Quinn escapes custody while S.H.I.E.L.D. takes possession of the gravitonium. Skye finds the motivation to commit to her training, after her and Ward have a meaningful conversation about their "defining moments", and Agent Melinda May, who had previously avoided combat operations since retiring, decides she would rather be fully committed than watching helplessly from the Bus. In an end tag, Hall is still alive within the gravitonium, which is sealed in an unmarked vault by S.H.I.E.L.D.
Development and casting
Marvel Television announced in September 2013 that the third episode of the series Agents of S.H.I.E.L.D. was titled "The Asset", and had been written by co-showrunners Jed Whedon and Maurissa Tancharoen, with Milan Cheylov directing. Marvel also confirmed that the episode would star main cast members Clark Gregg as Phil Coulson, Ming-Na Wen as Melinda May, Brett Dalton as Grant Ward, Chloe Bennet as Skye, Iain De Caestecker as Leo Fitz, and Elizabeth Henstridge as Jemma Simmons.
The guest cast for the episode includes David Conrad as Ian Quinn and Ian Hart as Franklin Hall. On adapting the character of Franklin Hall from the comics, co-showrunner Jeffrey Bell said the writers had written the role into the episode before deciding who the character would be. They then looked through the comics for an appropriate character, and adjusted the story to make it work for Hall once they had selected him. The episode is an origin story for the character, rather than depicting him as the fully formed supervillain from the comics. As a hint at his potential to become the villain "Graviton", the series changed his original scientific interests from matter transportation to the study of "gravitonium", a substance created for the series. The episode's ending, which sees Hall fall into some gravitonium, indicates that this is how he would gain his Graviton abilities in the series.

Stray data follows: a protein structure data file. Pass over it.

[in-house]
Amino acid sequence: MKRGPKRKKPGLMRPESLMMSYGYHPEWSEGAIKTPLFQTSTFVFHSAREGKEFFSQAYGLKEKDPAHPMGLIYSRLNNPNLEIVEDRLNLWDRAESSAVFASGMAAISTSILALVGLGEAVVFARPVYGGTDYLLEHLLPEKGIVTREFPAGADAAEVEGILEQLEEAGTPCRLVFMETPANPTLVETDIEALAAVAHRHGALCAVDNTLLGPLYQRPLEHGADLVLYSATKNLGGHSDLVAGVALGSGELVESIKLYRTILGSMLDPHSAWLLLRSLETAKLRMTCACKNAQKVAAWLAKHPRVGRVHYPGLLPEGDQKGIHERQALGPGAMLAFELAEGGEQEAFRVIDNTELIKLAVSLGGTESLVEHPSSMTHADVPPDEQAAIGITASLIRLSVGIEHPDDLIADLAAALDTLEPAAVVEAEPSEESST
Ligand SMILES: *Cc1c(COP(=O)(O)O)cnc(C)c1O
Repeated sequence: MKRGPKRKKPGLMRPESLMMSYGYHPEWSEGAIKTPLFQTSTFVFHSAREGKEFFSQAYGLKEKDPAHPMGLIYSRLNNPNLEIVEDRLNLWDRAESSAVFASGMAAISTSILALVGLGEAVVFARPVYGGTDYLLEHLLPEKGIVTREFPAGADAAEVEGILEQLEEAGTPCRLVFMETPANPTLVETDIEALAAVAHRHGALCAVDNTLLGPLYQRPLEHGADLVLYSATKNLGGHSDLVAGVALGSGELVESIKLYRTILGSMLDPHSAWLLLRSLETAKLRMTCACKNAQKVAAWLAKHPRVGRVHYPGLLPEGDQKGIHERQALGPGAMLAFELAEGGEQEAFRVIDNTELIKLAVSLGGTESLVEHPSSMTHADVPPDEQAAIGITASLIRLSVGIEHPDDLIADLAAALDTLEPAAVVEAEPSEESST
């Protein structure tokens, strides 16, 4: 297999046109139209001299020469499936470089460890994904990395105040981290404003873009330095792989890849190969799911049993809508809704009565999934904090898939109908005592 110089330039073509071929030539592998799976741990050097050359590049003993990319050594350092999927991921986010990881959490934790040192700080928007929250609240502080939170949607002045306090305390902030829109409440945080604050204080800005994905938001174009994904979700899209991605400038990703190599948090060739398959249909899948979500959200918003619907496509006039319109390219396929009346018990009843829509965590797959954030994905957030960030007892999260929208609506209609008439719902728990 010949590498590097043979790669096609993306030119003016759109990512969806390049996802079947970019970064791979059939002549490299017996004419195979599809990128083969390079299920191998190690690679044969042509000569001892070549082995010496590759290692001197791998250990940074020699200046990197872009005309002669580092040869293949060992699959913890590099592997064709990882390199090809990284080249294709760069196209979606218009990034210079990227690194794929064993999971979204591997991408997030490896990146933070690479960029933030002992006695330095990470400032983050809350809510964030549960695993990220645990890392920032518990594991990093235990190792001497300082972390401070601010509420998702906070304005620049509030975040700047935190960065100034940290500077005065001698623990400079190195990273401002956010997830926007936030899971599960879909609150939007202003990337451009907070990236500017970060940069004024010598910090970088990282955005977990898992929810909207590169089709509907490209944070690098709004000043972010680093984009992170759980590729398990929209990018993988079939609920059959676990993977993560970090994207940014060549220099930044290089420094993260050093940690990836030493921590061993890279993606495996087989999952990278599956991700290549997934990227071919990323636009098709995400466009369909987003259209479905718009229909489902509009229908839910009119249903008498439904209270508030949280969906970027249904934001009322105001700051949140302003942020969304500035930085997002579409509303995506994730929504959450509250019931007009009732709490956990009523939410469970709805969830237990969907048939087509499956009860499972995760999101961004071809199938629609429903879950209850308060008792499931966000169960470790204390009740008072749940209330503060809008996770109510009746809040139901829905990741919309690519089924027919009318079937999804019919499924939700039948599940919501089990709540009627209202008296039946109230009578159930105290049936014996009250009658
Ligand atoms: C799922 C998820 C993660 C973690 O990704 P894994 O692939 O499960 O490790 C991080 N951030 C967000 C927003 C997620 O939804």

Filming and visual effects
Filming occurred from July 29 to August 18, 2013.:61 The set for Hall's lab which is affected by the gravitonium was built on a giant gimbal so it could rotate 360°, with all the props and furniture secured to the set.:65 FuseFX provided the episode's visual effects, including replacing the S.H.I.E.L.D. vehicles from the opening sequence with computer generated models to depict them defying gravity and being destroyed. FuseFX visual effects supervisor Kevin Lingenfelser explained that shots involving gravitonium were divided into two categories: shots where the gravitonium is "'neutral' or 'ball like'", which were animated to make the element act like a fluid; and more aggressive shots where the gravitonium envelopes Hall, which mimicked the effects of gravity while Hall was being sucked in, with "more sentient and deliberate motion" animated around that. Hart was filmed at high speed for this sequence as he fell onto a greenscreen stunt pad. As he is falling, he is replaced by a digital double to allow the gravitonium to surround him.:65
For "The Asset", composer Bear McCreary wrote a theme for Ian Quinn. A "bouncy and energetic" version of this was performed on a bouzouki by guitarist Ed Trybek to evoke the music of Malta, while a simplified orchestral version is used as the primary Quinn theme. McCreary stated that he does not "use it a lot, but it counts when I do. When he catches Skye in the hallways and steps forward menacingly, the low strings and woodwinds sneak in on this theme and underscore how dangerous he is."